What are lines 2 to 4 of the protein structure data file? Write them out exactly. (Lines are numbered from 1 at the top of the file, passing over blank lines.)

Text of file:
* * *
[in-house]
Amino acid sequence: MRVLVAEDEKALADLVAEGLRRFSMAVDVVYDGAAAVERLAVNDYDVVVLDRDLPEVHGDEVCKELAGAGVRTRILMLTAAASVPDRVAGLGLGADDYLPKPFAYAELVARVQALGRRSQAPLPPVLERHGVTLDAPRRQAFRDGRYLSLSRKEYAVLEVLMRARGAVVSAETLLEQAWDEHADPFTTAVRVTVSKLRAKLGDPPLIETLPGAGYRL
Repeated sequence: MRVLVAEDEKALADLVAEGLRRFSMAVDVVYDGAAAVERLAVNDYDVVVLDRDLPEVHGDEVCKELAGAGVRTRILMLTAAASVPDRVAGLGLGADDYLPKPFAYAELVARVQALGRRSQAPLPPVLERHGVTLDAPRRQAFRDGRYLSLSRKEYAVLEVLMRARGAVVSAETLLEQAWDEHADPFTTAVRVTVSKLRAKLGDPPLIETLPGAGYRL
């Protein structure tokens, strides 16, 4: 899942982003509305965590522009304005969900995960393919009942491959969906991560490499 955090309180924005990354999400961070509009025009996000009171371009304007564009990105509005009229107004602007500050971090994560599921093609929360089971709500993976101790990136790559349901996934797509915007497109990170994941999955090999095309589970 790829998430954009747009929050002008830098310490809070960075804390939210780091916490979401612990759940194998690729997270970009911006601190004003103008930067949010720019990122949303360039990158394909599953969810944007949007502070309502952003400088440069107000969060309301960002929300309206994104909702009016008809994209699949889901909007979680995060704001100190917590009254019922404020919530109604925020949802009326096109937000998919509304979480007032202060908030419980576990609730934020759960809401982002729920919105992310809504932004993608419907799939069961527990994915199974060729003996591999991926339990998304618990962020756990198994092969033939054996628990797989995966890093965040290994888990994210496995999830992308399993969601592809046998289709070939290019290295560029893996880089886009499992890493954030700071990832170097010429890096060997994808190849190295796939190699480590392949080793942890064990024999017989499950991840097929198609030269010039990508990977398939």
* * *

Amino acid sequence: MRVLVAEDEKALADLVAEGLRRFSMAVDVVYDGAAAVERLAVNDYDVVVLDRDLPEVHGDEVCKELAGAGVRTRILMLTAAASVPDRVAGLGLGADDYLPKPFAYAELVARVQALGRRSQAPLPPVLERHGVTLDAPRRQAFRDGRYLSLSRKEYAVLEVLMRARGAVVSAETLLEQAWDEHADPFTTAVRVTVSKLRAKLGDPPLIETLPGAGYRL
Repeated sequence: MRVLVAEDEKALADLVAEGLRRFSMAVDVVYDGAAAVERLAVNDYDVVVLDRDLPEVHGDEVCKELAGAGVRTRILMLTAAASVPDRVAGLGLGADDYLPKPFAYAELVARVQALGRRSQAPLPPVLERHGVTLDAPRRQAFRDGRYLSLSRKEYAVLEVLMRARGAVVSAETLLEQAWDEHADPFTTAVRVTVSKLRAKLGDPPLIETLPGAGYRL
């Protein structure tokens, strides 16, 4: 899942982003509305965590522009304005969900995960393919009942491959969906991560490499 955090309180924005990354999400961070509009025009996000009171371009304007564009990105509005009229107004602007500050971090994560599921093609929360089971709500993976101790990136790559349901996934797509915007497109990170994941999955090999095309589970 790829998430954009747009929050002008830098310490809070960075804390939210780091916490979401612990759940194998690729997270970009911006601190004003103008930067949010720019990122949303360039990158394909599953969810944007949007502070309502952003400088440069107000969060309301960002929300309206994104909702009016008809994209699949889901909007979680995060704001100190917590009254019922404020919530109604925020949802009326096109937000998919509304979480007032202060908030419980576990609730934020759960809401982002729920919105992310809504932004993608419907799939069961527990994915199974060729003996591999991926339990998304618990962020756990198994092969033939054996628990797989995966890093965040290994888990994210496995999830992308399993969601592809046998289709070939290019290295560029893996880089886009499992890493954030700071990832170097010429890096060997994808190849190295796939190699480590392949080793942890064990024999017989499950991840097929198609030269010039990508990977398939």